Understanding and Dealing With Combat Stress and PTSD

Service member relaxing

Combat stress, also known as battle fatigue, is a common response to the mental and emotional strain that can result from dangerous and traumatic experiences. It is a natural reaction to the wear and tear of the body and mind after extended and demanding operations.

Recognizing combat stress and stress symptoms

It can be difficult to detect combat stress because the symptoms include a range of physical, behavioral and emotional signs. However, there are some key symptoms, which include:

  • Irritability and anger outbursts
  • Excessive fear and worry
  • Headaches and fatigue
  • Depression and apathy
  • Loss of appetite
  • Problems sleeping
  • Changes in behavior or personality

How to deal with combat stress

It is important not to blame yourself or a family member for experiencing combat stress. It has nothing to do with weakness or a character flaw. Like an overused muscle, the brain simply needs to heal from too much exposure to trauma and stress. Here are a few steps you can take to recover:

  • Attend to your health. Stress can be an important signal that we are overextending our bodies. It is important to stop and attend to the body’s needs by eating right, exercising and getting adequate rest.
  • Rest. The National Sleep Foundation suggests that adults need seven to nine hours of sleep a night. Sleep restores the body and can protect you from the negative consequences of too much stress.
  • Reach out for help. Working with a counselor can be very helpful in identifying some thoughts and behaviors that might be worsening your stress. A trained expert can also share some strategies that will promote positive health. Military OneSource confidential non-medical counseling provides service members and their loved ones with resources and support to address a variety of issues and build important skills to tackle life’s challenges. Consultants are available 24/7/365. Call 800-342-9647, use OCONUS dialing options, or schedule a live chat.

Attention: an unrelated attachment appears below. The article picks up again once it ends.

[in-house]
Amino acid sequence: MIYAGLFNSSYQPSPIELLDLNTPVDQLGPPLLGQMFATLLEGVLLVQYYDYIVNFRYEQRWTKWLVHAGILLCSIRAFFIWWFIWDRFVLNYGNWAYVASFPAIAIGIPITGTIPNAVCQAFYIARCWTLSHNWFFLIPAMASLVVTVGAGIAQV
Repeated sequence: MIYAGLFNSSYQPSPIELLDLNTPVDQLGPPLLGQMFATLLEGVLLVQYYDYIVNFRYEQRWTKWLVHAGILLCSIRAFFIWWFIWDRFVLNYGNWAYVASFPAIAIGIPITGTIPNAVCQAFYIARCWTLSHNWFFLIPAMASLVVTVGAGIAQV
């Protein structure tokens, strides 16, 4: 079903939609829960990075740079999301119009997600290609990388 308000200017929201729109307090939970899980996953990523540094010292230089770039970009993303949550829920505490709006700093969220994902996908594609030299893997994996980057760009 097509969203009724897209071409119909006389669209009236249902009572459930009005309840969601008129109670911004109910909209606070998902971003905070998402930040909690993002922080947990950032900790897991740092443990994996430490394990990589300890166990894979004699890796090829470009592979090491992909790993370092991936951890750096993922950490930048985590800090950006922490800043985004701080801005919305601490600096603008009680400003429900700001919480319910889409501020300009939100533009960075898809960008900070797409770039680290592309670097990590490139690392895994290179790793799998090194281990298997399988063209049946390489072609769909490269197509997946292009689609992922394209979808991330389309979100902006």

If you feel as though you are in crisis, or know anyone who is in crisis, please call the Military Crisis Line at 800-273-8255, and press 1.

  • Practice relaxation techniques. You can decrease stress and build resilience by learning how to relax and pay attention to positive things. Do things during the day that you enjoy – listen to music, take a walk, remind yourself of things you are grateful for, and use your sense of humor. Simple breathing exercises can also release stress by relaxing the central nervous system. Check out these Department of Defense recommended wellness apps, and resilience tools. These mobile applications are free and for iOS and/or Android devices.

Combat stress or PTSD?

Combat stress is often confused with post-traumatic stress disorder, or PTSD, which can occur after someone goes through a traumatic event like war, assault or disaster. While many of the symptoms are similar between the two conditions, they are different.

Combat stress usually happens for brief periods of time and is considered a natural reaction to the traumatic events that service members experience. Symptoms often disappear after a service member is home for a few months, or even weeks.

Post-traumatic stress disorder, on the other hand, is more severe. It can often interfere with a person’s daily responsibilities and demands a more aggressive treatment. PTSD usually requires sessions with a mental health professional and methods to process difficult emotions.